Political Science 1020E Chapter Notes - Chapter 2: Political Philosophy, Jeremy Bentham, Participatory Democracy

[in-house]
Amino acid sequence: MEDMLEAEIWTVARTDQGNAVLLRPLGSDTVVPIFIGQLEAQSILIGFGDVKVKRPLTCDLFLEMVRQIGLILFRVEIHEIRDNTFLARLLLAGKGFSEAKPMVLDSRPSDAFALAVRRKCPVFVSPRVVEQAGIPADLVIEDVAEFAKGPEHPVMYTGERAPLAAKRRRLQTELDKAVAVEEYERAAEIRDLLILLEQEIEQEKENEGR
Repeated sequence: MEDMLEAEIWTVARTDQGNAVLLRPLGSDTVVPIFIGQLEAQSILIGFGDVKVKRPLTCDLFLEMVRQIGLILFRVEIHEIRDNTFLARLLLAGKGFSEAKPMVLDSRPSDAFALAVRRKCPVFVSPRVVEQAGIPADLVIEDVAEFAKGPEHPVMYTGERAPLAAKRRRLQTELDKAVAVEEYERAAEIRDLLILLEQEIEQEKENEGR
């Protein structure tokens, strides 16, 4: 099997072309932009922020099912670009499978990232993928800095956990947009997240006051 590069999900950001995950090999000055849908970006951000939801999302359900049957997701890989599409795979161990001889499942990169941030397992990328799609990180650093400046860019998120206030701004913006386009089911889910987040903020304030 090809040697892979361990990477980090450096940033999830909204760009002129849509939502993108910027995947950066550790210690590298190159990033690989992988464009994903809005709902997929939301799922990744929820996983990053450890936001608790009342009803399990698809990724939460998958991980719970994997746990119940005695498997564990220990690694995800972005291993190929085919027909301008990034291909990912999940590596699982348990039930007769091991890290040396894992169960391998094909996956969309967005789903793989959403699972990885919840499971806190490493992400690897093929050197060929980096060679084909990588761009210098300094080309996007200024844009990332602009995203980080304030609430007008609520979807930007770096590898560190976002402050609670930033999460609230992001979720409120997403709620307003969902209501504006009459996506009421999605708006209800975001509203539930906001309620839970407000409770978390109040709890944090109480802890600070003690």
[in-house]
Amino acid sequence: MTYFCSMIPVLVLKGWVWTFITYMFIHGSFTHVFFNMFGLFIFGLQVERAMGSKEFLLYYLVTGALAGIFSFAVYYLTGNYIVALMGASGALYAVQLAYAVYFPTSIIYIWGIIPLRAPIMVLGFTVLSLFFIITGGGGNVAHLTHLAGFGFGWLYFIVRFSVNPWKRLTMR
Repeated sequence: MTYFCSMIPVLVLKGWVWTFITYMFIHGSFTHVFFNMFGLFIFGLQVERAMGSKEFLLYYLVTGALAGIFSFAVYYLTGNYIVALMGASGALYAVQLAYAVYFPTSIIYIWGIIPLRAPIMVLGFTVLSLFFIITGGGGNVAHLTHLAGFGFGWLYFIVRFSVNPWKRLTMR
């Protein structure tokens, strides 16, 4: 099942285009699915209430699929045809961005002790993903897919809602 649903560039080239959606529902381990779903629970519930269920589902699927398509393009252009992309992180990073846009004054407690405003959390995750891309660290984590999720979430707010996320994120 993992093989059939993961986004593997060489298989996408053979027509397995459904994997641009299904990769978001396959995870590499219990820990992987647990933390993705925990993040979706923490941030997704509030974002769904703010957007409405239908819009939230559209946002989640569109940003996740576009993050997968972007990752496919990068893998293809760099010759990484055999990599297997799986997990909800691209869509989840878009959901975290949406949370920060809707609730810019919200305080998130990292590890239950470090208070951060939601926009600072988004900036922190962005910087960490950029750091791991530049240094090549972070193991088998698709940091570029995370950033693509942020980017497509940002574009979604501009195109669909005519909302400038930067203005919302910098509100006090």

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All that makes existence valuable to anyone depends on the enforcement of restraints upon the actions of other people. mill, on liberty. That we have no real alternative to the state acts as a negative justification: we cannot think of anything better. Therefore, we need a moral argument to show that we have a moral duty to obey the state. This argument will also help us to understand when the state loses its legitimacy. According to locke, nobody has the right to claim authority over you if you have not voluntarily put yourself in that position through your own consent. For locke, the problem is justifying the state is to show how authority can be reconciled with the natural autonomy of the individual. According to this view, our political institutions must be justified in terms of the will, choices, or decisions of those over whom they have authority.

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